Review: Trying It On (Birmingham Rep)

David Edgar makes his professional stage debut in this one-man show

David Edgar
David Edgar
© Arnim Friess

David Edgar is a well-published playwright and author whose works include Pentecost and Albert Speer and whose stage adaptations include Charles Dickens' Nicholas Nickleby and A Christmas Carol and Julian Barnes' Arthur and George. After 50 years of theatre though, the Birmingham-based playwright turns the spotlight on himself in Trying It On.

A student activist at the age of 20, Edgar's piece asks the intriguing question – how would our younger and possibly more idealistic selves feel on meeting our older selves? Now 70, Edgar looks back over his life, talks with his younger self and investigates how and why he has changed.

In doing so, he also features interviews with other people from his past – fellow students, writers and intellectuals – and explores how they too may have altered their perspective over the years.

Designer Frankie Bradshaw recreates Edgar's office complete with filing cabinets and boxes into which the writer delves to pull out magazines and manifestoes from his past.

Largely a monologue and read from a screen behind the audience, Edgar occasionally steps out of the show to ask audience members for their opinions, views and outlooks. At The Rep, Trying It On is performed in the smaller Door theatre space which also helps to create that sense of involvement in the show and a shared journey. Trying It On is the first time Edgar has taken centre stage as a performer but he appears comfortable in the role, jovial with the audience and wry in his delivery.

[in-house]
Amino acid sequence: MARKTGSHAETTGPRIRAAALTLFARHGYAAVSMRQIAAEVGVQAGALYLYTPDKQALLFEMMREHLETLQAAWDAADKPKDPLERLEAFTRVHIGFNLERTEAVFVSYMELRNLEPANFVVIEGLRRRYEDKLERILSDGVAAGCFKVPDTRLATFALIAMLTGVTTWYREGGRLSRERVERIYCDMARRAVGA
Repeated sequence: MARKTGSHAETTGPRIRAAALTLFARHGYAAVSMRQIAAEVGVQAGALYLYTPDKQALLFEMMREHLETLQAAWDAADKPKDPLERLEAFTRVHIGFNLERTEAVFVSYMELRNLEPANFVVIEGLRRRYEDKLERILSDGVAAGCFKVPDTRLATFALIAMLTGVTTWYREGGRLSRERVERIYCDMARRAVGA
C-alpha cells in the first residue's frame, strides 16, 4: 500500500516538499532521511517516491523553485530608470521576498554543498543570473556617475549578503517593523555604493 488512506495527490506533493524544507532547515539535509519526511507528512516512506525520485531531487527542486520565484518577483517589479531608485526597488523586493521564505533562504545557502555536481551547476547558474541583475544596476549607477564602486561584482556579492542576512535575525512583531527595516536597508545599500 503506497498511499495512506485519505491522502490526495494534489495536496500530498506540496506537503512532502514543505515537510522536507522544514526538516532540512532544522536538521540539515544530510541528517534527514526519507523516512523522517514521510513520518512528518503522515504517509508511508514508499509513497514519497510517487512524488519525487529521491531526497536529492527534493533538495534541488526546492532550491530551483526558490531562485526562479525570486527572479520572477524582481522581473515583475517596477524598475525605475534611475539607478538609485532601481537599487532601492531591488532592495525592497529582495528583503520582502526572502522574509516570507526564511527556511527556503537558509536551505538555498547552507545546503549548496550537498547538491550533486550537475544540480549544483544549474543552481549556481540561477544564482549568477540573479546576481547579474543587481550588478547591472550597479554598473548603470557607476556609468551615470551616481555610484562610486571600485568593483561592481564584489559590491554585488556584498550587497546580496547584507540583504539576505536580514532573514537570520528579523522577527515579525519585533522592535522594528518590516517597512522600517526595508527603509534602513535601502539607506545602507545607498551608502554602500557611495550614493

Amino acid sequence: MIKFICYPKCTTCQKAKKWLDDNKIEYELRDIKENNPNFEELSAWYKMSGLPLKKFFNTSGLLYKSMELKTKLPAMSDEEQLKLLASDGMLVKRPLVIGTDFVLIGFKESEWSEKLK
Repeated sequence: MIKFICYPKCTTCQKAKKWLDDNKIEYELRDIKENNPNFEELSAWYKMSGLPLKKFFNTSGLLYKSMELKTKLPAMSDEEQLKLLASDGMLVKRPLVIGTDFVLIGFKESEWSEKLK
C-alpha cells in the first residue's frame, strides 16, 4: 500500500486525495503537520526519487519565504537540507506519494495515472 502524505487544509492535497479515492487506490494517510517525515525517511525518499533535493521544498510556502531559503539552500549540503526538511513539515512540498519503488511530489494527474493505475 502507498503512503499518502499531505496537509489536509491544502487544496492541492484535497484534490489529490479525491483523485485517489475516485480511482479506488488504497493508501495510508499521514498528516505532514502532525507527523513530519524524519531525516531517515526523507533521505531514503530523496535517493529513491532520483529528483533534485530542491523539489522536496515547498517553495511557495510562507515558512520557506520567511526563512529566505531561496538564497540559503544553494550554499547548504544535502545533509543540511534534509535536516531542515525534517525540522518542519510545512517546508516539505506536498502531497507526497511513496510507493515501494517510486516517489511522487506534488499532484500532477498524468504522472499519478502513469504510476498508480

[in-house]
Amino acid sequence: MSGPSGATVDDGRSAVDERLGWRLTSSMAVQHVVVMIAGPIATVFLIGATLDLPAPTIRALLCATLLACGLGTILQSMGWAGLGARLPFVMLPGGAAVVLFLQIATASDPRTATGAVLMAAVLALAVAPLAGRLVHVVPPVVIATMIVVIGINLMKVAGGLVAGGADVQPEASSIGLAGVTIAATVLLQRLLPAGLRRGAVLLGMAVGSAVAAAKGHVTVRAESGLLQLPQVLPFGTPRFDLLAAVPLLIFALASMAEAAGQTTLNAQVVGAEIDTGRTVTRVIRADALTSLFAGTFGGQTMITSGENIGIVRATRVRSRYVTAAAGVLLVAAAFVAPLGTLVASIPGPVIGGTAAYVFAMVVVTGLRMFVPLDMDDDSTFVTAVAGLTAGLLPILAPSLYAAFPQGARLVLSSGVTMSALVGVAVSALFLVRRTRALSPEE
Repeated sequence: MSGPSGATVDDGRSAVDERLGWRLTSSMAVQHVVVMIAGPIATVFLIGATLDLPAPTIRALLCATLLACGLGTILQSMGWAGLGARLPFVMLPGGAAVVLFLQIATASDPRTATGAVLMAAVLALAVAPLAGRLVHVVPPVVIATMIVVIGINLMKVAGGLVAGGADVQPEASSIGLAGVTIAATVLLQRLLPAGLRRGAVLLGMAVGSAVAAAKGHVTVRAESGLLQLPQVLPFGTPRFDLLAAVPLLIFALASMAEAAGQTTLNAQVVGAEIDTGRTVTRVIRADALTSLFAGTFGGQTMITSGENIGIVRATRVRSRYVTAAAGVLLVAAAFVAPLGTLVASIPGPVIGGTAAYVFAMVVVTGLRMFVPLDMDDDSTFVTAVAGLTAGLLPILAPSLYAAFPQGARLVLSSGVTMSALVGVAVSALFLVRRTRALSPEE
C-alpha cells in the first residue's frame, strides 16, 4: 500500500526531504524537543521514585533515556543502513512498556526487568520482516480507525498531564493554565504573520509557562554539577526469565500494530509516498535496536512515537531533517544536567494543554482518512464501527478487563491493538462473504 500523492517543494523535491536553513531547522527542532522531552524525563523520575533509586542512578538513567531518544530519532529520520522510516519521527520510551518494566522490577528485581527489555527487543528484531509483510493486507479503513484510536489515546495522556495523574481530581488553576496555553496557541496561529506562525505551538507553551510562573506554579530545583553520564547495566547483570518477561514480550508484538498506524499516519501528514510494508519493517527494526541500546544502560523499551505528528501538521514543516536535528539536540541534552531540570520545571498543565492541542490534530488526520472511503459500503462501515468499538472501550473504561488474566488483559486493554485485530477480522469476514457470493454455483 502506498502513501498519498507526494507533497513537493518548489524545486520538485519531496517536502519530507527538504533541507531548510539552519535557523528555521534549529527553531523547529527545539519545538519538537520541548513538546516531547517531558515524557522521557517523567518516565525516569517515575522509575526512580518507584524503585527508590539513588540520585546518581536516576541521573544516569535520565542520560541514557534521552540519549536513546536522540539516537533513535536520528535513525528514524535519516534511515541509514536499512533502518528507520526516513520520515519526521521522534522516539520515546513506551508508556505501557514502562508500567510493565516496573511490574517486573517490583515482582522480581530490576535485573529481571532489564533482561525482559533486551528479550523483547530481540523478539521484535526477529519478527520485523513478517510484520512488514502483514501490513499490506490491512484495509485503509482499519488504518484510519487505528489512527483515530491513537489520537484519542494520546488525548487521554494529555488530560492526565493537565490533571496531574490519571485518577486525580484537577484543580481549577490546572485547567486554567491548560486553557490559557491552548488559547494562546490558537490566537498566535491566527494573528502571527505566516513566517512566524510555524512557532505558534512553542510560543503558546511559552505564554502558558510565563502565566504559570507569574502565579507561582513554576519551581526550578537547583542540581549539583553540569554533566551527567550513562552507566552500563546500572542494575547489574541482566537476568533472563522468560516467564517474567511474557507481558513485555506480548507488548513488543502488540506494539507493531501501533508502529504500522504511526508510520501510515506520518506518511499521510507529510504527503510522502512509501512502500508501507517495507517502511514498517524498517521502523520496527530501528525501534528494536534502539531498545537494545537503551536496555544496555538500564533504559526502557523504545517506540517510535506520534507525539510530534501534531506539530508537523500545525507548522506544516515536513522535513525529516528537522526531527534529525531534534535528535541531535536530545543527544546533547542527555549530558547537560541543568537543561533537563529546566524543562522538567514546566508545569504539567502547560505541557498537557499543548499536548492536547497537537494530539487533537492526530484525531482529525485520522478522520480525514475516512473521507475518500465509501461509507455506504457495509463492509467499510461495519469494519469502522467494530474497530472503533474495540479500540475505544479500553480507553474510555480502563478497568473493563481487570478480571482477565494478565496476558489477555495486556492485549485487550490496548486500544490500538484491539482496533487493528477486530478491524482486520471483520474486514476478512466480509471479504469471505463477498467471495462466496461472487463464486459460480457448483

Throughout the 90-minute production, he questions whether the pensioner sold out the student, whether life and circumstances forced personal change or whether he and his generation did, in fact, achieve what they set out to do. He does so with a dry sense of humour and is self-deprecating at his own decisions while also questioning of others.

But at times Trying It On does feel a little more like a political lecture than an entertaining piece of theatre. Debates over whether feminism was a distraction from the class struggle and whether pacifism during the Vietnam War was the same as supporting a side can themselves feel like a distraction from the central quandary of why we change as we age.

Presented by Warwick Arts Centre and China Plate and directed by Christopher Haydon, Trying It On is certainly a different form of theatre and shows us a very human side to Edgar. His own self-doubt and openness around his limitations make the audience forgiving when he sometimes slips into diatribe. And at its heart, Trying It On challenges us all to question our beliefs, how they originate, how they are influenced by external factors and whether age really does mellow us.